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For a time during the summer of 2012, American service members in Afghanistan were being killed at a rate of one per day.
As a reservist mobilized for duty with the coalition’s counter-improvised explosive devise task force, I had a front-row seat to the dying, to the incessant drumbeat of tactical reports and makeshift combat-zone memorial ceremonies.
Those of us who were there also saw other things first-hand: immense expenditures on useless projects, such as equipping the Afghan army with bomb disposal robots, without a parallel plan to train them in their maintenance or to provide them with replacement parts; gigantic salaries paid to contractors; and endless rewriting of the strategy for a war that had already dragged on for 11 years. It was a visceral, personal lesson in quagmire.
Secretary Clinton deserves credit for backing away from her Iraq War vote, but she seems to have learned nothing from its disastrous fallout.
There is an assumption in Washington to which the establishments in both parties subscribe: American military power is the antidote to all the world’s problems. This notion is so deeply entrenched that all the empirical evidence to the contrary has done nothing to shake the conviction of those engaged in making foreign policy.
Secretary Clinton deserves credit for backing away from her Iraq War vote, but she seems to have learned nothing from its disastrous fallout. She supported the intervention in Libya, which took place without congressional authorization and has left anarchy in its wake; she has been a leading voice among those calling for the U.S. to take a more active role in Syria; and she has backed the Obama administration’s expansive drone war, which has served as an effective propaganda tool for terrorist recruiters.
Clinton’s supporters tout her foreign policy acumen. In large part it is how they distinguish her from her rival. Senator Sanders, they argue, dodges foreign policy questions and lacks in-depth knowledge of and plans for dealing with the international crises of our day. What that really means is that Senator Sanders has not bought into the establishment’s assumptions about American power.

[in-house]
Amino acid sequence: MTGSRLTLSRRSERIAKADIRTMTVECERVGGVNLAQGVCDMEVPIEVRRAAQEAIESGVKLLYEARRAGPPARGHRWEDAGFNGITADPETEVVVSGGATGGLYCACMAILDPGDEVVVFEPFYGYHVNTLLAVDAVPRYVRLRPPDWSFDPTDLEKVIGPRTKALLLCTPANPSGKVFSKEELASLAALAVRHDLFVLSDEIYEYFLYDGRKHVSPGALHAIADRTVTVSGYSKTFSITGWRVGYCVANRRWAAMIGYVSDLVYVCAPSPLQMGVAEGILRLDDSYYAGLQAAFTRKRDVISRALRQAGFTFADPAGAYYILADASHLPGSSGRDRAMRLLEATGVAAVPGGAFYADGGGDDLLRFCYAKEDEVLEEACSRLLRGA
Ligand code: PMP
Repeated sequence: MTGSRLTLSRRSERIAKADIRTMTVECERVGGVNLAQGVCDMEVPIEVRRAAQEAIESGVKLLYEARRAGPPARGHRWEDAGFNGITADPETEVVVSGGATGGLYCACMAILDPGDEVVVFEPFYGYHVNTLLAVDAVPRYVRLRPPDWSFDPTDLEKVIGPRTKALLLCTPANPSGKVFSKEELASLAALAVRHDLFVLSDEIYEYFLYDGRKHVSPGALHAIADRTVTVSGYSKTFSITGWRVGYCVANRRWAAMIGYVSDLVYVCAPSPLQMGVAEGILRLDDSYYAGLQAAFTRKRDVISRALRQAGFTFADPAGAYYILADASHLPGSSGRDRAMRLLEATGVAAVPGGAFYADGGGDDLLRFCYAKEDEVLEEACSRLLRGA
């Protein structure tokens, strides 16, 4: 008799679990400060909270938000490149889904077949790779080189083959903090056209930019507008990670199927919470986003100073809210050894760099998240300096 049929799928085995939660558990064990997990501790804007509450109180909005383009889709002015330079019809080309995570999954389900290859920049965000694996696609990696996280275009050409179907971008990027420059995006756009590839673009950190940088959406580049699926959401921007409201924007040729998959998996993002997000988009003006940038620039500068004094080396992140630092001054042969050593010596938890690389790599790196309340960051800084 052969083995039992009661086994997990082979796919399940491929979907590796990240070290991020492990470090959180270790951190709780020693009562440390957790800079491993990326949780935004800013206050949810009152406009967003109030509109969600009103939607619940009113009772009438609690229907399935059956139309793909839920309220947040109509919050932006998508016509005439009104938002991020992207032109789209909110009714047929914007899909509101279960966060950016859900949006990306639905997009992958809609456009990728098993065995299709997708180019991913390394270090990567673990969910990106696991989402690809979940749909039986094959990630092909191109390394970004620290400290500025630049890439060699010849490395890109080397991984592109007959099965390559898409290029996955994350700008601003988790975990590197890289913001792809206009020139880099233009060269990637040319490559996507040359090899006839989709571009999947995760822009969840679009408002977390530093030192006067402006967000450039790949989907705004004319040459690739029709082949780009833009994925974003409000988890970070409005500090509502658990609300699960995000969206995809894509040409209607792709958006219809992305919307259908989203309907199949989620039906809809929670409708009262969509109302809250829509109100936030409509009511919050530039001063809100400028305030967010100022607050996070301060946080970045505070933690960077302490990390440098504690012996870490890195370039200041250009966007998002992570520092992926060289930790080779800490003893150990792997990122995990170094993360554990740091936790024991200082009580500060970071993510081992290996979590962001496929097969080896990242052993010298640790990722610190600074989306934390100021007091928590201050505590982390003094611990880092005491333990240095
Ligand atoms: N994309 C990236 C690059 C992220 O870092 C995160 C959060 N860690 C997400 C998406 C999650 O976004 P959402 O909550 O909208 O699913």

If there is one thing that a decade and a half of military adventures in the Middle East should have taught our leaders, it’s humility. Time and again, military intervention in the region has failed to achieve its goals and left in its wake a series of unintended consequences.
Our leaders repeat these mistakes because force seems to represent an easy panacea. Congress has all but ceded its war-making authority to the executive branch, and, rather than admit that there may be things beyond the control of the most powerful country in the world, the impulse is to take action without serious reflection on its potential efficacy. Clinton falls neatly into the cabal of beltway insiders who jump to military solutions when a problem appears to be otherwise intractable.
One need only to visit Secretary Clinton’s website to see that she is content to condense complex foreign policy issues into simple platitudes. She promises to: “Keep America safe and secure by defending our core values and leading with principle;” and: “Defeat ISIS and global terrorism and the ideologies that drive it.” There is little in those proclamations to separate Secretary Clinton from anyone remaining in the Republican primary race.
Compare this to the first line of Senator Sanders’s War and Peace webpage: “We live in a difficult and dangerous world, and there are no easy or magical solutions.” This is a markedly realist take for someone accused by his detractors of starry-eyed idealism.
Senator Sanders has not bought into the establishment’s assumptions about American power.
I am tired of hearing the Democratic establishment lecture Sanders supporters on his lack of foreign policy experience and achievement. Sanders has steadfastly opposed military entanglements throughout his time in Congress, while Clinton’s background is littered with support for failed overseas adventures, the burden of which has fallen disproportionately on the small percentage of our population who serve in the military and on their families.
That is why I will be casting my vote for the only candidate whose record demonstrates a penchant for responsible and judicious stewardship of American power: Senator Sanders.
Clinton’s supporters like to say that her record speaks for itself. On that point, we are in agreement.
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